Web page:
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Socialisation is the process whereby people learn the attitudes, actions and values appropriate to individuals as members of a particular culture. Give an account of the Nature versus Nurture debate.
It is an age-old question – ‘Was I born this way?’. When we think of what makes us who we are, whether it is nature or nurture – is it our DNA or our lifestyle and the environment?
Socialisation process is critical to a human society, as it allows individuals to understand societal norms and expectations. Individual is not only social, but also cultural, it is the culture which provide opportunities to develop into personality. Because society is always changing, we never stop learning how to behave in different situations.
Socialisation and culture
The nature and nurture debate would not be complete without getting into subject of socialisation, which ‘refers to the way we absorb the rules of behaviour which is common in our society’ (McDonald, 2006). The process of socialisation starts when we are babies and continues right through our lives (Giddens, 2009).
Socialisation is critical to both individuals and societies where they live, it shows how intertwined the individuals and their social worlds are. McDonald (2006) notes that socialisation is culturally specific, but this does not mean certain cultures are better or worse than the others. Therefore, socialisation process is identified by two different stages (McDonald, 2006):
- Primary socialisation occurs in infancy and childhood and it is the most intense period of cultural learning, as it forms the foundation for the later development. During this time children learn language, social skills and what constitutes acceptable behaviour from the parents, near family and main carers, who are closest to the child.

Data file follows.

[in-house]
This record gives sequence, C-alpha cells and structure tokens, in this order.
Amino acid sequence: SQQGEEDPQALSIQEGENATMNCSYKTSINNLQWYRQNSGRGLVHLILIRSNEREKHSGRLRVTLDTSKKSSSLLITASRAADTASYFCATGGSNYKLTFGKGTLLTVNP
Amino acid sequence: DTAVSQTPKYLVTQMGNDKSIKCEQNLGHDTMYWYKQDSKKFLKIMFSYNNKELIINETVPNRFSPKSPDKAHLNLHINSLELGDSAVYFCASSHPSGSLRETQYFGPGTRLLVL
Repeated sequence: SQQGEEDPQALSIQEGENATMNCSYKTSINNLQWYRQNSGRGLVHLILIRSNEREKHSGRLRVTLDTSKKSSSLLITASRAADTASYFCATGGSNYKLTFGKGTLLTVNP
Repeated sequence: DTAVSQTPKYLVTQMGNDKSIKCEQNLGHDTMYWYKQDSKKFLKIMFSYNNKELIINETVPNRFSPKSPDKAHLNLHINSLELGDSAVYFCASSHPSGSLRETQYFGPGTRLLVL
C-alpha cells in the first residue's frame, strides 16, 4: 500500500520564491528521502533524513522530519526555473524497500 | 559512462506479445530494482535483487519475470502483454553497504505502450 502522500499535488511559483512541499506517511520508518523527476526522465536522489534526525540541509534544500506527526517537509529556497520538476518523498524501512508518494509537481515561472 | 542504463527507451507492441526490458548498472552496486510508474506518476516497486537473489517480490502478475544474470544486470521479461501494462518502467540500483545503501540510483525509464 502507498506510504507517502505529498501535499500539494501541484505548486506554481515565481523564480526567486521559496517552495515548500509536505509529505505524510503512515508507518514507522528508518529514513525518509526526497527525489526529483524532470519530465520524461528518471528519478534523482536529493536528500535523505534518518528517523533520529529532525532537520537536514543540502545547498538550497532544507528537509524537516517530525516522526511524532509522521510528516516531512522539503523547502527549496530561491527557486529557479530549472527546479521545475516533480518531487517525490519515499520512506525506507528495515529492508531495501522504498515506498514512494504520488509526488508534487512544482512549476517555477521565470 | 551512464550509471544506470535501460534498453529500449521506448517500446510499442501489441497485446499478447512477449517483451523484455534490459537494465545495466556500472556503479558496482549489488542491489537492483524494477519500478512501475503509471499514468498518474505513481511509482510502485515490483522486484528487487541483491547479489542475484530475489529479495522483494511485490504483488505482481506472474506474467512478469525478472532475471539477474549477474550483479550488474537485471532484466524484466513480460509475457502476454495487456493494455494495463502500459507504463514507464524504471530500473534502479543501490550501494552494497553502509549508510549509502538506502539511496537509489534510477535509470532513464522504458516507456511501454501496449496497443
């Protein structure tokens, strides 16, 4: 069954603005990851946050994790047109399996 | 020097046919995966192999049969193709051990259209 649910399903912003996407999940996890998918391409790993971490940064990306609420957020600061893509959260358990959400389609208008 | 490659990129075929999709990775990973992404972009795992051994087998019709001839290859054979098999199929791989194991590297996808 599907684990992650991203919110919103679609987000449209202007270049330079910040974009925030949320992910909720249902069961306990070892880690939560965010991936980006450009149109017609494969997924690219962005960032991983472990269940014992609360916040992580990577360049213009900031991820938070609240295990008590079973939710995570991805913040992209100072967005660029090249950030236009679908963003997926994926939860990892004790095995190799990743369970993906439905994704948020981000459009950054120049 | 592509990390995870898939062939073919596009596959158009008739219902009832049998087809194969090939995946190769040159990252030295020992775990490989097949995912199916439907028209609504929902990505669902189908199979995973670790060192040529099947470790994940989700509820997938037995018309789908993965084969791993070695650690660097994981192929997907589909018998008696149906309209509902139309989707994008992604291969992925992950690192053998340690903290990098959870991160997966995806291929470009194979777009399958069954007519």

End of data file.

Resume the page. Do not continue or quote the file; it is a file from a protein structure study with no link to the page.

- Secondary socialisation stage takes place in the later childhood and maturity, when children adapt to the wider surroundings and learn to relate to different people, peers, schools, clubs, churches etc, in order to make up and form patterns of their culture (Giddens, 2009).
Socialisation is a life-long process of inheriting and sharing norms and attitudes, customs, values and ideologies, providing an individual with skills and habits within his or her culture, usually by the traditional agents of the socialisation which include family, schools, peer groups and mass media (McDonald, 2006).
Individual is not only social, but also cultural, it is the culture which provide opportunities to develop into personality.
Socialisation teaches individuals the cultural values and norms, that provide the guidelines to their everyday interactions and life, therefore culture could be defined as the way of life that a number of people have in common.
According to Marsh (2000), culture refers to non biological aspects of human societies – values, customs and models of behaviour that are learned, rather than being genetically transmitted from parents to a child.
It is important to note, that since every society has its own different culture, socialisation process would also differ from society to society. Furthermore, the same ways of socialisation and the same culture may have diverse effects on the development of the personalities in the same society.
Despite different cultures found throughout the world, they all seem to be built on the following major components (McDonald, 2006):
- Material objects